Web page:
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Exchange Rate Regimes: Is the Bipolar View Correct?

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  • Stanley Fischer

Abstract

The bipolar or two-corner solution view of exchange rates is that intermediate policy regimes between hard pegs and floating are not sustainable. This paper argues that the proponents of the bipolar view have probably exaggerated their point. The right statement is that for countries open to international capital flows, softly pegged exchange rates are crisis-prone and not sustainable over long periods. However, a wide variety of flexible rate arrangements remains possible. Monetary and exchange rate policy in most countries should not and will not be indifferent to exchange rate movements.

Suggested Citation

  • Stanley Fischer, 2001. "Exchange Rate Regimes: Is the Bipolar View Correct?," Journal of Economic Perspectives, American Economic Association, vol. 15(2), pages 3-24, Spring.
  • Handle: RePEc:aea:jecper:v:15:y:2001:i:2:p:3-24
    Note: DOI: 10.1257/jep.15.2.3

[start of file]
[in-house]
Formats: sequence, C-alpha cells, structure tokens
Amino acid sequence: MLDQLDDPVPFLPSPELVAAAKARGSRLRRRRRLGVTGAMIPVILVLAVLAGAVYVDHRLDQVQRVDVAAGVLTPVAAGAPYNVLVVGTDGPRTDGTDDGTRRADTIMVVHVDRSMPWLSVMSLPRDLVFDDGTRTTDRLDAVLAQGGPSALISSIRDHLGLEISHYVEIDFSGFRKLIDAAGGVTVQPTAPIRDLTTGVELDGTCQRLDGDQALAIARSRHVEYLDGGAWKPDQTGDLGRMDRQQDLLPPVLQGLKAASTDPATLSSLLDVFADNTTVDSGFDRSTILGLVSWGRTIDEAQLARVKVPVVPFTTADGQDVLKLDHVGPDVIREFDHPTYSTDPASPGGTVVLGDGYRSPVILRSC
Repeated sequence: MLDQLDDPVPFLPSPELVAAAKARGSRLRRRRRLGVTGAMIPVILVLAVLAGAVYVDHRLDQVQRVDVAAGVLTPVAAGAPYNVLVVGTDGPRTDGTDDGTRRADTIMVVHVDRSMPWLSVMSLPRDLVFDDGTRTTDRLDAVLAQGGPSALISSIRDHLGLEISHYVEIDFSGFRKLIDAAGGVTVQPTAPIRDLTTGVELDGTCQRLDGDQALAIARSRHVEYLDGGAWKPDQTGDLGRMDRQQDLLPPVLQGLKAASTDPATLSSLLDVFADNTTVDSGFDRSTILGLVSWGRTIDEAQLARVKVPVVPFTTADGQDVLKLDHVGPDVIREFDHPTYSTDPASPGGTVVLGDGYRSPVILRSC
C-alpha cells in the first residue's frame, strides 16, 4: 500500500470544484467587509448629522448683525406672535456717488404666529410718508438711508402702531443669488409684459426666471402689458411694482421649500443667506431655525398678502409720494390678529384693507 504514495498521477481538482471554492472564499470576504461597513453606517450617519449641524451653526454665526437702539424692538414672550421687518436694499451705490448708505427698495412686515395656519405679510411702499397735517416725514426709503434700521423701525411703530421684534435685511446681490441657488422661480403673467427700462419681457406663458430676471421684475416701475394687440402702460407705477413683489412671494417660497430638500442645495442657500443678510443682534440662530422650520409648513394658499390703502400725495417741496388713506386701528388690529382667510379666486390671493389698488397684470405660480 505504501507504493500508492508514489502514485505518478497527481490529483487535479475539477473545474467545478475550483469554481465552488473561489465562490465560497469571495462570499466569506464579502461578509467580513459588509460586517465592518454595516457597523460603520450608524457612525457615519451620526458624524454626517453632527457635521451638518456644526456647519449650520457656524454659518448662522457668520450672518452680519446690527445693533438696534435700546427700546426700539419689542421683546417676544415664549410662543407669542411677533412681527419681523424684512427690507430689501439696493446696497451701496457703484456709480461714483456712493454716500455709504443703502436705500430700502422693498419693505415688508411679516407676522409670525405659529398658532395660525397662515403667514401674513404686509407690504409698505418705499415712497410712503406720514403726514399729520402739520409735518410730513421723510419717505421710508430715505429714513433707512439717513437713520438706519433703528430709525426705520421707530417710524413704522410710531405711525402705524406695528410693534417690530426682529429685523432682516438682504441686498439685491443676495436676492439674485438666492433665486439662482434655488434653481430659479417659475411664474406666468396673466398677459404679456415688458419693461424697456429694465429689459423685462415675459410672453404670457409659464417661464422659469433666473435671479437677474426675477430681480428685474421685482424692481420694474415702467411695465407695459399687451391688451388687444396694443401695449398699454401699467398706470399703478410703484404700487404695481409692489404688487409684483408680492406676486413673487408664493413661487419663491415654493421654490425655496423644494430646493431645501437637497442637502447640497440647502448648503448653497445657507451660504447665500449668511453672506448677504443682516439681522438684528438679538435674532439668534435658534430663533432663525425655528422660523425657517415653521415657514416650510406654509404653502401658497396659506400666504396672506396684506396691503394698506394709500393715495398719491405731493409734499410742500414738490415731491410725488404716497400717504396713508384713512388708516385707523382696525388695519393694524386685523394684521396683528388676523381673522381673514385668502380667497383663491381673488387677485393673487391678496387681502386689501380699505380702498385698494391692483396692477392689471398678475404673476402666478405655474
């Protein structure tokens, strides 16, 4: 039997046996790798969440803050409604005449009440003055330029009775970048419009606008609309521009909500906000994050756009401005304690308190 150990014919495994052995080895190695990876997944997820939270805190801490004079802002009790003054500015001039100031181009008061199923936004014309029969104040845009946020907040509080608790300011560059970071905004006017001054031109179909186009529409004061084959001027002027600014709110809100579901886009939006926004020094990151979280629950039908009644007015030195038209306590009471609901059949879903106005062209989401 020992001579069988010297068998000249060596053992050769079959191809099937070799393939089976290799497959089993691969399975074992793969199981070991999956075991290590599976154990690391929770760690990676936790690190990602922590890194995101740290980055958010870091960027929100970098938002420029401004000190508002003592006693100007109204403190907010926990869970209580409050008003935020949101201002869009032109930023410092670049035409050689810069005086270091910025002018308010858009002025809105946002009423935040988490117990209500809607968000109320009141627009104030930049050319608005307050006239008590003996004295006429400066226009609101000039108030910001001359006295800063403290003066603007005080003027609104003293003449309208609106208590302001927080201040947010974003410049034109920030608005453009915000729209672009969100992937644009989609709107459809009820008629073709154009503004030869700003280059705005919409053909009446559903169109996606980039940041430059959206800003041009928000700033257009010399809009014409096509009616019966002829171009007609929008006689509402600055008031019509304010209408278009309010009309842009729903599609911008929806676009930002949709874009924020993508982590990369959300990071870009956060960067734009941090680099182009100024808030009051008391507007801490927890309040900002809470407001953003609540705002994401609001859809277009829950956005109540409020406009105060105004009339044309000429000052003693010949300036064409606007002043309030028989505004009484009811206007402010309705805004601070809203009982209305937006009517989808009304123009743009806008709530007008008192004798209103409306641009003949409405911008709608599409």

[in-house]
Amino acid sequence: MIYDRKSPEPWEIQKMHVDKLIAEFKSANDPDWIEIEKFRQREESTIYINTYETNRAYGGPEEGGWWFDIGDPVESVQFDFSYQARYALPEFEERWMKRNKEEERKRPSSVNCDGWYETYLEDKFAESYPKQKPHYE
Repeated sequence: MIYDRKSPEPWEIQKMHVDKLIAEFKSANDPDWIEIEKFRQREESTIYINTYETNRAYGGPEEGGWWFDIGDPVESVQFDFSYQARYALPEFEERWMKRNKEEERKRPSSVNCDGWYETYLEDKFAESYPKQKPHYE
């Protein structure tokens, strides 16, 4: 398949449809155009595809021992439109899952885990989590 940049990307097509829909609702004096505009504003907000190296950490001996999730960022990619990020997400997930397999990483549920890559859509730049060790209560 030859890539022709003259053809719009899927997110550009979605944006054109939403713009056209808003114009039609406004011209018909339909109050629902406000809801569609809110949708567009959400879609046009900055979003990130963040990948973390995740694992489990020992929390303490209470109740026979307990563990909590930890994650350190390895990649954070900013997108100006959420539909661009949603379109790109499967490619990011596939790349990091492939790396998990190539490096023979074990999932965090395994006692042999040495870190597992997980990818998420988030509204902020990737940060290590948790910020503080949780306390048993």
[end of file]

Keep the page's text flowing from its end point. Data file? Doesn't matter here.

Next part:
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    File URL: http://www.aeaweb.org/articles.php?doi=10.1257/jep.15.2.3
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    More about this item

    JEL classification:

    • F31 - International Economics - - International Finance - - - Foreign Exchange
    • F33 - International Economics - - International Finance - - - International Monetary Arrangements and Institutions
    • F32 - International Economics - - International Finance - - - Current Account Adjustment; Short-term Capital Movements
    • O19 - Economic Development, Innovation, Technological Change, and Growth - - Economic Development - - - International Linkages to Development; Role of International Organizations
    • O16 - Economic Development, Innovation, Technological Change, and Growth - - Economic Development - - - Financial Markets; Saving and Capital Investment; Corporate Finance and Governance

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